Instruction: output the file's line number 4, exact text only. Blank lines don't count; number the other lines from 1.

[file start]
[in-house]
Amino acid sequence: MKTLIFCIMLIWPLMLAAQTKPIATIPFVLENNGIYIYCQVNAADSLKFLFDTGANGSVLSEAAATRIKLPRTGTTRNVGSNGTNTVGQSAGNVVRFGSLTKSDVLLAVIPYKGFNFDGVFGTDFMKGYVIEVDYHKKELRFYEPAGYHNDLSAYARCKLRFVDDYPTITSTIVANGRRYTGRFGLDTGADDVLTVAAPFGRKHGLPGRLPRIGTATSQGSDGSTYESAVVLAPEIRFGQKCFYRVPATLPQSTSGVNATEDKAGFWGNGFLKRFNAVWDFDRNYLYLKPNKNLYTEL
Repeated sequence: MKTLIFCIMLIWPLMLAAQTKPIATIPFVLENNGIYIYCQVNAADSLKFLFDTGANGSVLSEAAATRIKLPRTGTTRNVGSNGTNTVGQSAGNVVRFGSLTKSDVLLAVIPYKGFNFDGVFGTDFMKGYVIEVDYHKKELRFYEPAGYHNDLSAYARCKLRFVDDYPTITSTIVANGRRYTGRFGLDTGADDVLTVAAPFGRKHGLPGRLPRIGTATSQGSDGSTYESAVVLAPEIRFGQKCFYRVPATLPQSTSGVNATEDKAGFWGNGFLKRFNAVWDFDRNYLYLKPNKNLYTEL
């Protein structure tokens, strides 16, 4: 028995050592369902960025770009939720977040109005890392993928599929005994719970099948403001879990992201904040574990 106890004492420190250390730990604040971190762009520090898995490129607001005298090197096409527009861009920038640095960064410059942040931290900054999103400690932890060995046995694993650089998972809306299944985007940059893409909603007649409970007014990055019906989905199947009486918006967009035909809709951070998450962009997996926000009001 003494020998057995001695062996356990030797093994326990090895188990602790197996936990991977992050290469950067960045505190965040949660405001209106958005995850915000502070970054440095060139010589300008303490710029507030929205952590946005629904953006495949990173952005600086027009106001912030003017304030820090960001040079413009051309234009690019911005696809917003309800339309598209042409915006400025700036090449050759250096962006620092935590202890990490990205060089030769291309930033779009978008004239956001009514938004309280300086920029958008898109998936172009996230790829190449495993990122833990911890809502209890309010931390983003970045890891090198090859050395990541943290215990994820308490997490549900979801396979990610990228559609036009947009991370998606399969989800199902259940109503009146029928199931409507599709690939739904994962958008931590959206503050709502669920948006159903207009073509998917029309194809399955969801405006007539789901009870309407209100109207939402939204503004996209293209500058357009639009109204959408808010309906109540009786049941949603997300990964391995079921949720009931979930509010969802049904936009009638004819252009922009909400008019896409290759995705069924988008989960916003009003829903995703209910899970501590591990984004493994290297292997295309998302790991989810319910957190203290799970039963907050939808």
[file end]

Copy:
């Protein structure tokens, strides 16, 4: 028995050592369902960025770009939720977040109005890392993928599929005994719970099948403001879990992201904040574990 106890004492420190250390730990604040971190762009520090898995490129607001005298090197096409527009861009920038640095960064410059942040931290900054999103400690932890060995046995694993650089998972809306299944985007940059893409909603007649409970007014990055019906989905199947009486918006967009035909809709951070998450962009997996926000009001 003494020998057995001695062996356990030797093994326990090895188990602790197996936990991977992050290469950067960045505190965040949660405001209106958005995850915000502070970054440095060139010589300008303490710029507030929205952590946005629904953006495949990173952005600086027009106001912030003017304030820090960001040079413009051309234009690019911005696809917003309800339309598209042409915006400025700036090449050759250096962006620092935590202890990490990205060089030769291309930033779009978008004239956001009514938004309280300086920029958008898109998936172009996230790829190449495993990122833990911890809502209890309010931390983003970045890891090198090859050395990541943290215990994820308490997490549900979801396979990610990228559609036009947009991370998606399969989800199902259940109503009146029928199931409507599709690939739904994962958008931590959206503050709502669920948006159903207009073509998917029309194809399955969801405006007539789901009870309407209100109207939402939204503004996209293209500058357009639009109204959408808010309906109540009786049941949603997300990964391995079921949720009931979930509010969802049904936009009638004819252009922009909400008019896409290759995705069924988008989960916003009003829903995703209910899970501590591990984004493994290297292997295309998302790991989810319910957190203290799970039963907050939808």